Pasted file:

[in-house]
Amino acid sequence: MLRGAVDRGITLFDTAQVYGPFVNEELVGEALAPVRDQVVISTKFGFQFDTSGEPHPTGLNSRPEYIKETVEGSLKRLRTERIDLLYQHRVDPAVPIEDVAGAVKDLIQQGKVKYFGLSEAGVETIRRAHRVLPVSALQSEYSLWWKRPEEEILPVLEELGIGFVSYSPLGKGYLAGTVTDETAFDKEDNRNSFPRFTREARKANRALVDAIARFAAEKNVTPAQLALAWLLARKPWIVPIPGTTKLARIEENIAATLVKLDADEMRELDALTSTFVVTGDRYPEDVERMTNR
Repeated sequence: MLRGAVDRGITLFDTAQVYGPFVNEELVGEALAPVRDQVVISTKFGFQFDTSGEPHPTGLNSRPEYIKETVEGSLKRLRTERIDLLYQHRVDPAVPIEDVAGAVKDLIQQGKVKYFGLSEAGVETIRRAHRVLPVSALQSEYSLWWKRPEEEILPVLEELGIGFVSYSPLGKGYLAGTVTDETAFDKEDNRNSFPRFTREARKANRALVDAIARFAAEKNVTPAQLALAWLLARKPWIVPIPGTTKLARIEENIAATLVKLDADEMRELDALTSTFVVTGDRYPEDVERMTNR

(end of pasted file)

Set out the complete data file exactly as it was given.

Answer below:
[in-house]
Amino acid sequence: MLRGAVDRGITLFDTAQVYGPFVNEELVGEALAPVRDQVVISTKFGFQFDTSGEPHPTGLNSRPEYIKETVEGSLKRLRTERIDLLYQHRVDPAVPIEDVAGAVKDLIQQGKVKYFGLSEAGVETIRRAHRVLPVSALQSEYSLWWKRPEEEILPVLEELGIGFVSYSPLGKGYLAGTVTDETAFDKEDNRNSFPRFTREARKANRALVDAIARFAAEKNVTPAQLALAWLLARKPWIVPIPGTTKLARIEENIAATLVKLDADEMRELDALTSTFVVTGDRYPEDVERMTNR
Repeated sequence: MLRGAVDRGITLFDTAQVYGPFVNEELVGEALAPVRDQVVISTKFGFQFDTSGEPHPTGLNSRPEYIKETVEGSLKRLRTERIDLLYQHRVDPAVPIEDVAGAVKDLIQQGKVKYFGLSEAGVETIRRAHRVLPVSALQSEYSLWWKRPEEEILPVLEELGIGFVSYSPLGKGYLAGTVTDETAFDKEDNRNSFPRFTREARKANRALVDAIARFAAEKNVTPAQLALAWLLARKPWIVPIPGTTKLARIEENIAATLVKLDADEMRELDALTSTFVVTGDRYPEDVERMTNR